Well, I’m sure you’ve read all about Lana Lawless and her victory at the 2008 Re/Max World Long Driving Championships. But for those who haven’t kept up on this, Lana is a transitioned athlete – Lana was once a man and is now a woman.
Okay…so that’s old news. Who really cares? Well, it would seem that 582 commentors on that Golfweek story cared, and so now I care.
I felt compelled to dig into the issue a little deeper. I wanted to understand the history of transgenders in sport and the attitudes of those who compete with them. The USGA rules say Lana can compete in golf. So no one can argue with that, but how do the other athletes really feel about a 6′ 2″, 55 year old (who once was a 245 lb S.W.A.T. cop in Southern California) now competing with them in a power sport?
I decided to call on our good friend from Big Break Michigan, Sally Dee, who was the Long Drive Champion in 2004 and competed with Lana last fall in Nevada for the 2008 title right up to the semi-finals.
Remember now that the semi-finals were set up as a match play event (which seems a bit bizarre to me for a long drive competition – why not let the 4 ladies just belt it out to see who is the longest?). Anyway, Sally didn’t compete directly with Lana – Sally competed with Phillis Meti.
Check out the graphic below… Sally and Lana hit the same length of shot in the semi finals. Hard to imagine being that close and not winning. But, unfortunately, Meti hit a bomb and beat out Sally in the semi’s, so Sally didn’t go club to club with Lawless. But I wonder what would have happened if she had…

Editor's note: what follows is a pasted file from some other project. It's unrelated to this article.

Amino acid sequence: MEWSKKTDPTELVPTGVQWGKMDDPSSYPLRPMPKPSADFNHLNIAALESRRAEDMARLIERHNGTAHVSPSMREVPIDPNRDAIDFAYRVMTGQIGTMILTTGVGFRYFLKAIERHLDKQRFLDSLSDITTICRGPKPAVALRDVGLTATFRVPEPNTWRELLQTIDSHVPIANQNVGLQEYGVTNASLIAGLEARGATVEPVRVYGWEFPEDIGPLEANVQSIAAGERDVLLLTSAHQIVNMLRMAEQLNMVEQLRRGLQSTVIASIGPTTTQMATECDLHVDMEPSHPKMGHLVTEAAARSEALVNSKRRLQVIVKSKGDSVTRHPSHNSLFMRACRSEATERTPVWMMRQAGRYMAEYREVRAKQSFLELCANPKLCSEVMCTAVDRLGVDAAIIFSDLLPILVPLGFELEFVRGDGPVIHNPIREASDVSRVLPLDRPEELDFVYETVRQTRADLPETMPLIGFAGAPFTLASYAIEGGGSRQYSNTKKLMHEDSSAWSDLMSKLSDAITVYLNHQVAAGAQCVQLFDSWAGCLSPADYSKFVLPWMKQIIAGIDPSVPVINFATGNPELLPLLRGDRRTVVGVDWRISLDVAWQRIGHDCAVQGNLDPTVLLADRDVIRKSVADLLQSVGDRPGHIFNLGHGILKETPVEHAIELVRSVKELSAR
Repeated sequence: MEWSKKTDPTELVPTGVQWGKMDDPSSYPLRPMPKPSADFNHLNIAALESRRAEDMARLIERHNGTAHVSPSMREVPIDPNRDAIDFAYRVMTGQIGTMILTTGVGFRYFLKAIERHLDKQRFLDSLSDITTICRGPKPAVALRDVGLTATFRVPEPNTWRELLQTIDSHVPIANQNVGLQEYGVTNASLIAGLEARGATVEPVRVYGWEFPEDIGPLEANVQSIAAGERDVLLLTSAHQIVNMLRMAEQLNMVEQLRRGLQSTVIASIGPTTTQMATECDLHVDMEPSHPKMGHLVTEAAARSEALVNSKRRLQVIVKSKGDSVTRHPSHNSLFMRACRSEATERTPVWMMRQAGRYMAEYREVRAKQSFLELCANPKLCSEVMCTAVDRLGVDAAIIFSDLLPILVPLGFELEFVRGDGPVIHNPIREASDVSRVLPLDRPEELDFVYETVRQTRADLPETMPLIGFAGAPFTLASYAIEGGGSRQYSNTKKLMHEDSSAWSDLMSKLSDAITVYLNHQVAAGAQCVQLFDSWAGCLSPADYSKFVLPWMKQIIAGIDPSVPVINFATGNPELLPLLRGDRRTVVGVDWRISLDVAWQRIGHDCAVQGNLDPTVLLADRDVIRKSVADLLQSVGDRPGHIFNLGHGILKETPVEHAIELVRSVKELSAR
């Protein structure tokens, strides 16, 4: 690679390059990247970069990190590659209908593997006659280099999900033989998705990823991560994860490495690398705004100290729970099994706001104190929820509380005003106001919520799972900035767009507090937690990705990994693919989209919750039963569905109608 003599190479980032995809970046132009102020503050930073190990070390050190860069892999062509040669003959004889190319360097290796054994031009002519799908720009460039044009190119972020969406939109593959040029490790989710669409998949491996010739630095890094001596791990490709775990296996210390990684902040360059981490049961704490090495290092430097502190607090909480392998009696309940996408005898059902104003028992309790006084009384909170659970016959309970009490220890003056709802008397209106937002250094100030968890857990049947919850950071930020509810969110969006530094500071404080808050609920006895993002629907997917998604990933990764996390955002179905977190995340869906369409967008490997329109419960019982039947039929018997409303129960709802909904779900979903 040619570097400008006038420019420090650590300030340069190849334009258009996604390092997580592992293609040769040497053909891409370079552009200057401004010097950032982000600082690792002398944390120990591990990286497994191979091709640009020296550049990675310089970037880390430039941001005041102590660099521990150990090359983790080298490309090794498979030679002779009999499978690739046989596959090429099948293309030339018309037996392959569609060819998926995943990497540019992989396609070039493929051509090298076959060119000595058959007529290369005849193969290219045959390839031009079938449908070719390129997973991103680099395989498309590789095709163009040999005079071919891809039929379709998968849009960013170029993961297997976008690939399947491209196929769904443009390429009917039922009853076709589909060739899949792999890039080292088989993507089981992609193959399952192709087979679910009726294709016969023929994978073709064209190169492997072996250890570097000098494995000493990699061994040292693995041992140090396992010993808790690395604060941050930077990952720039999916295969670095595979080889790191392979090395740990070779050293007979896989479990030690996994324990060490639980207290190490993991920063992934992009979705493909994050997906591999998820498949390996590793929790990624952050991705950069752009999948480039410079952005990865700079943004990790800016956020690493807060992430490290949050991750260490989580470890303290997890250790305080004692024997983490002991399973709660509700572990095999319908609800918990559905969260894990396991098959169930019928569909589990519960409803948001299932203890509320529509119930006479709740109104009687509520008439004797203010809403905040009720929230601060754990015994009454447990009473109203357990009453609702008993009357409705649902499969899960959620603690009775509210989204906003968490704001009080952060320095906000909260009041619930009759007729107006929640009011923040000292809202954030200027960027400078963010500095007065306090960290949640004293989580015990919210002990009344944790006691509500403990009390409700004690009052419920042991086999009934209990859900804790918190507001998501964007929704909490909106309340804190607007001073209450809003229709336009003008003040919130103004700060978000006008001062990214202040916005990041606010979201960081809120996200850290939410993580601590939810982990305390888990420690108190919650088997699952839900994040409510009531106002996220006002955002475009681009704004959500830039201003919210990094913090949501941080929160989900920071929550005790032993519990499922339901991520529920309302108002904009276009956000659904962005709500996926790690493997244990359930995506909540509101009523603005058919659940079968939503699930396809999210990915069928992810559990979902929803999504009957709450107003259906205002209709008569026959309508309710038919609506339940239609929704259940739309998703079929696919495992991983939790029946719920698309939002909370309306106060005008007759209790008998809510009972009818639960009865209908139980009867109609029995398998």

Transitioned athletes are not something new. We’ve seen quite a bit about them throughout sport history…
In 2004 the International Olympic Committee released a policy allowing transitioned athletes to compete in the Olympics, if they met with a number of requirements.
Later that same year, the Ladies European Tour allowed Mianne Bagger (who had sex reassignment surgery in 1995) to compete on their tour. Closely following that, the Australian LPG Tour removed the ‘’female at birth’ clause, which allowed Bagger to compete in the Australian Ladies Professional Golf Tour.
In 2005, the United States Golf Association announced its new ‘gender policy’ that allowed transitioned athletes to compete in USGA golf championships.
Now, here’s what really interested me…the LPGA has never waived on its stance – In their eyes, a woman must be “born female” to compete on the LPGA. Interesting…don’t you think? Sometimes you have to wonder about the LPGA. They are the first to impose English language requirements on their players and the last to adopt transgender policies that have been around for years. They sure do march to a different drummer than the rest of the sports world.
Well, I just had to ask Sally what she thought about Lana playing in a woman’s event and how it directly affected her. Here’s what she had to say…
I want to thank Sally for sharing her thoughts on this very controversial topic. It’s a complicated issue and I’m just glad I don’t have to make the tough decisions on what’s right and wrong.
What do you think? I’d love to know.